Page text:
Pete Wargent blogspot

Co-founder & CEO of AllenWargent property buyer's agents, offices in Brisbane (Riverside) & Sydney (Martin Place), and CEO of WargentAdvisory (providing subscription analysis, reports & services to institutional clients).

5 x finance/investment author - 'Get a Financial Grip: a simple plan for financial freedom’ (2012) rated Top 10 finance books by Money Magazine & Dymocks.

"Unfortunately so much commentary is self-serving or sensationalist. Pete Wargent shines through with his clear, sober & dispassionate analysis of the housing market, which is so valuable. Pete drills into the facts & unlocks the details that others gloss over in their rush to get a headline. On housing Pete is a must read, must follow - he is one of the finest property analysts in Australia" - Stephen Koukoulas, MD of Market Economics, former Senior Economics Adviser to Prime Minister Gillard.

"Pete is one of Australia's brightest financial minds - a must-follow for articulate, accurate & in-depth analysis." - David Scutt, Business Insider, leading Australian market analyst.

"I've been investing for over 40 years & read nearly every investment book ever written yet I still learned new concepts in his books. Pete Wargent is one of Australia's finest young financial commentators." - Michael Yardney, Australia's leading property expert, Amazon #1 best-selling author.

"The most knowledgeable person on Aussie real estate markets - Pete's work is great, loads of good data and charts, the most comprehensive analyst I follow in Australia. If you follow Australia, follow Pete Wargent" - Jonathan Tepper, Variant Perception, Global Macroeconomic Research, and author of the New York Times bestsellers 'End Game' and 'Code Red'.

"The level of detail in Pete's work is superlative across all of Australia's housing markets" - Grant Williams, co-founder RealVision - where world class experts share their thoughts on economics & finance - & author of Things That Make You Go of the world's most popular & widely-read financial publications.

"Wargent is a bald-faced realty foghorn" - David Llewellyn-Smith, MacroBusiness.

Friday, 8 September 2017

Home loans back in favour

Homebuyers loans hit record

There are several possible risks facing Australia's housing markets: a change in sentiment leading people to stop buying homes, the crackdown on investor lending, rising interest rates, and a glut of new homes to be absorbed. 

I heard Tapas Strickland of NAB note that he just can't see a meaningful housing correction coming looking at the fundamentals, and on today's evidence he will be proven right.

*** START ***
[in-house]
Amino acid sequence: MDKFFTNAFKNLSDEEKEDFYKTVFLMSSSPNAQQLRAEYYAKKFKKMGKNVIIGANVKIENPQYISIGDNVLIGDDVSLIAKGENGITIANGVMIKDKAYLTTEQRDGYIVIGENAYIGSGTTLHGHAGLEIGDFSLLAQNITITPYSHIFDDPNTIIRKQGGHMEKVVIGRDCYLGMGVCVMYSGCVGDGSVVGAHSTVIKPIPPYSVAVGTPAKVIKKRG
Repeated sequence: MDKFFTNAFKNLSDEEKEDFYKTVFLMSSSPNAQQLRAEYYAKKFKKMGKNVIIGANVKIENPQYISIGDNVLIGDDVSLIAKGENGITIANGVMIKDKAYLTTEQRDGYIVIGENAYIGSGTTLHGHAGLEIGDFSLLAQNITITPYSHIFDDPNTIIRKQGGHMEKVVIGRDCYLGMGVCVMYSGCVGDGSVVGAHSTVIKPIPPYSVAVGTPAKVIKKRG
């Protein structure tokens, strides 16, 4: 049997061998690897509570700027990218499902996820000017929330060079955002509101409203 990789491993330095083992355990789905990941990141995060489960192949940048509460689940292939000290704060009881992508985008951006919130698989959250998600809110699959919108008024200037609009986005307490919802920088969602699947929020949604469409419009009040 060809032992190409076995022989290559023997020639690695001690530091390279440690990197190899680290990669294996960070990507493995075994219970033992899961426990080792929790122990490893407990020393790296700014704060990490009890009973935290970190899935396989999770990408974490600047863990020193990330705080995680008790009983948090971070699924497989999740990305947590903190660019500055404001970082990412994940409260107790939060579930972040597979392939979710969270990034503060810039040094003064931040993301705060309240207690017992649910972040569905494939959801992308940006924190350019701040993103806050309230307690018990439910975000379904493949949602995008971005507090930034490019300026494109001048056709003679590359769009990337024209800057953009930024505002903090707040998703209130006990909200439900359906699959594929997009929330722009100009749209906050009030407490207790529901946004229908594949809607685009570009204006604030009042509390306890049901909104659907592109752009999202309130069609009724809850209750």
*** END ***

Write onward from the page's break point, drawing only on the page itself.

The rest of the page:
A couple of dozen lenders have dropped their mortgage rates since July 1 to entice homebuyers back into the market, and even by the end of July this was clearly working. 

Not only have homebuyers not shunned the market, they are coming back in droves, with the number of owner-occupier commitments excluding refinancing surging 4.5 per cent higher in July, with the trend result rising to the highest level since the financial crisis stimulus. 

Loans for the purchase of established dwellings jumped 5 per cent in July, and average loan sizes are gently trending to new highs too. 

As a result, owner-occupier commitments rose to a record high in July 2017, helping to offset a 7-month decline in investor loans, with total monthly housing finance still tracking at around $33 billion. 

First homebuyer incentives are also back in play from July 2017 forth, and the number of first homebuyer loans immediately rose to the highest level in 44 months.

The number of first homebuyer loans in New South Wales jumped to the highest level since 2012, while in Victoria the figure hit the highest level since 2013, consistently reflected in rocketing auction results in markets such as Geelong. 

In fact, my state level analysis, not posted here, shows that homebuyers in Victoria are by far the most ebullient of all states and territories, with new loan activity in New South Wales also rising.

Finally, as for the glut of new stock, there was upbeat news here too, with the number of homebuyers financing new dwellings accelerating to the highest level in 38 years. 

New home sales are trending down, suggesting that the rate of construction will fall over the next few years, but on this evidence homebuyers will gladly mop up the new stock as it's released to the market (on the flip side, taxes will slow buyers from offshore investors, while domestic investors are finding it harder to access credit). 

A lot of people seem frustrated by this, but the housing juggernaut does not conform to ideologies, and for now it continues to power on.